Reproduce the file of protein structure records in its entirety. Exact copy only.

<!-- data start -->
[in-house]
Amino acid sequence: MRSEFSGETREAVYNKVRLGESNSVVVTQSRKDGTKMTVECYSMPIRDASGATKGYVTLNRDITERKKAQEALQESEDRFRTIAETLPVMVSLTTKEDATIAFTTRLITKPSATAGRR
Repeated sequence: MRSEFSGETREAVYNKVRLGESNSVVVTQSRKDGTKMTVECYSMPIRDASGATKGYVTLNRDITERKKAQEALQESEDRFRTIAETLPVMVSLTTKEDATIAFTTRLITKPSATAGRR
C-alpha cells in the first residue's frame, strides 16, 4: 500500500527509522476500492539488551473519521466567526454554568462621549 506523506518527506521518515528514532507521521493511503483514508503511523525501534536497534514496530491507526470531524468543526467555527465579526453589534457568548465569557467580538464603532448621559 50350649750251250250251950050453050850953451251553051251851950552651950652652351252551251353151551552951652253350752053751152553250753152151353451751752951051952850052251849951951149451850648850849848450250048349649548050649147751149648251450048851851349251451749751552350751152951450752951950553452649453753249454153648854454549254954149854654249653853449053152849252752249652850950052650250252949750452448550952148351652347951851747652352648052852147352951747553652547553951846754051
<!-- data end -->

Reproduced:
[in-house]
Amino acid sequence: MRSEFSGETREAVYNKVRLGESNSVVVTQSRKDGTKMTVECYSMPIRDASGATKGYVTLNRDITERKKAQEALQESEDRFRTIAETLPVMVSLTTKEDATIAFTTRLITKPSATAGRR
Repeated sequence: MRSEFSGETREAVYNKVRLGESNSVVVTQSRKDGTKMTVECYSMPIRDASGATKGYVTLNRDITERKKAQEALQESEDRFRTIAETLPVMVSLTTKEDATIAFTTRLITKPSATAGRR
C-alpha cells in the first residue's frame, strides 16, 4: 500500500527509522476500492539488551473519521466567526454554568462621549 506523506518527506521518515528514532507521521493511503483514508503511523525501534536497534514496530491507526470531524468543526467555527465579526453589534457568548465569557467580538464603532448621559 50350649750251250250251950050453050850953451251553051251851950552651950652652351252551251353151551552951652253350752053751152553250753152151353451751752951051952850052251849951951149451850648850849848450250048349649548050649147751149648251450048851851349251451749751552350751152951450752951950553452649453753249454153648854454549254954149854654249653853449053152849252752249652850950052650250252949750452448550952148351652347951851747652352648052852147352951747553652547553951846754051